Monday, August 16, 2010

Olivia Meets Myrna

This week, we look at the 1956 comedy The Ambassador's Daughter, wherein Olvia plays the title role.  Joan Fiske lives in Paris with her ambassador father (Edward Arnold).  She is engaged to Prince Nicholas Obelski (Francis Lederer) and happily serves as her father's hostess.  Into their lives comes crusading Senator Jonathan Cartwright (Adolphe Menjou) and his wife (Myrna Loy).  He has decided that Paris has a terrible influence on their naive servicemen, and wants to ban it as a destination for the military.  The Ambassador, of course, needs to prevent this - the soldiers are a huge source of income for the nation still recovering from the war, and he does not share the conservative senator's fears.  Thus, Joan enters into a bet that she will woo a soldier (John Forsythe), and prove beyond a shadow of a doubt that American soldiers are gentlemen.

This is not a great movie, but it has its moments.  The scene in which Myrna Loy tries to convince John Forsythe that Olivia is actually a good girl (he has come to believe that she is the Senator's mistress) is hilarious, and Olivia doing her best French accent is delightful.  But the movie has one little problem - the romantic leads are just a tad too old for the subject matter.  Forsythe, who was 38 when the film was released, is far too mature to be so ignorant.  And Olivia, at 40 is just too adult to be mistaken for any kind of an innocent.  The other problem is the timing of the movie - why is Forsythe still in the armed services? Korea is three years over, and it is 10 years since the Second World War (which of course would have been the impact factor in France). Why are all these soldiers still in France? And why isn't Forsythe back in the states working as an engineer? Tis a puzzlement!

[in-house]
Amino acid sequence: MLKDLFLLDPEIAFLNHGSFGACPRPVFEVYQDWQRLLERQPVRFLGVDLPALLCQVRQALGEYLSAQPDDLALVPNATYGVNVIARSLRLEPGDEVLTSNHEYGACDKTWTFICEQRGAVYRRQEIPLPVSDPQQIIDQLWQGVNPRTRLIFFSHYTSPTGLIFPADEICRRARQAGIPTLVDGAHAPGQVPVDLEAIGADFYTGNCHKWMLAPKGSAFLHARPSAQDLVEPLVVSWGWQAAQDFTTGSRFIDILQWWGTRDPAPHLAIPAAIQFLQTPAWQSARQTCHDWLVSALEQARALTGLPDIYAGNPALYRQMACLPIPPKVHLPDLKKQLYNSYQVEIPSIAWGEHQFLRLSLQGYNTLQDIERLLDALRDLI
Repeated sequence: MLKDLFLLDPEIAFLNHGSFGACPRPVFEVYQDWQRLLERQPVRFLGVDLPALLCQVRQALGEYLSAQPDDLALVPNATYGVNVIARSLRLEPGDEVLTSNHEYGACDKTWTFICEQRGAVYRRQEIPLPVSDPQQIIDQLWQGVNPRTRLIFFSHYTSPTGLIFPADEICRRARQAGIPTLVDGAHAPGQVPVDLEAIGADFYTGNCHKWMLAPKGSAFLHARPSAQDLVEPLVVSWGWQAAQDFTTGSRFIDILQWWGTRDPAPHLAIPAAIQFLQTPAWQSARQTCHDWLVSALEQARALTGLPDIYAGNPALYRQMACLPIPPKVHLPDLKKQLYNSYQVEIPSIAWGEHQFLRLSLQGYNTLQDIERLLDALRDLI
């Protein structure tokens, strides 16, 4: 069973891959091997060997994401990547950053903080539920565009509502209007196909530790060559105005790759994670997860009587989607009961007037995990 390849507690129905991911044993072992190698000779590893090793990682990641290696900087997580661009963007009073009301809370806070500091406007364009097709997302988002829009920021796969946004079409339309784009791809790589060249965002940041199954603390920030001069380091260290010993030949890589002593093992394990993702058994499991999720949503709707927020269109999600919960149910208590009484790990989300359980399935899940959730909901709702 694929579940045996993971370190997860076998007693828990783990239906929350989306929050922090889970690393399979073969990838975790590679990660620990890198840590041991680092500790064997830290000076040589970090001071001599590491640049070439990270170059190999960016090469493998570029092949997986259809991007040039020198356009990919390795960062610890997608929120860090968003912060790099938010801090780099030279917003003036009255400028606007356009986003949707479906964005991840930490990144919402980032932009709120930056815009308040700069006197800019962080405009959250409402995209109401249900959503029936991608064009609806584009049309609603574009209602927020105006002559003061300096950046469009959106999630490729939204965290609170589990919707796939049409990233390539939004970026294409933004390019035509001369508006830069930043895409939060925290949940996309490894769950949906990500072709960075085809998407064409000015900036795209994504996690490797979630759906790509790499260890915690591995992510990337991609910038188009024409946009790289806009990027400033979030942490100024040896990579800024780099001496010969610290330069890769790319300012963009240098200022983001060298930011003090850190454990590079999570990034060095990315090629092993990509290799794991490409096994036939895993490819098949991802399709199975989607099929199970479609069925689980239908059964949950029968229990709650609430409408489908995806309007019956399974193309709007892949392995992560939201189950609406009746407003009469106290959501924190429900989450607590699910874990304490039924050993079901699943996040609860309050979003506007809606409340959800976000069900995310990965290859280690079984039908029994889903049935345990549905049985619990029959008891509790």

But if you have a chance, give it a look see. Just suspend you disbelief at the door, and let Myrna and Olivia whisk you away to a more innocent time.  In this scene, both ladies appear:


Next time, another comedy, but from a much earlier time.

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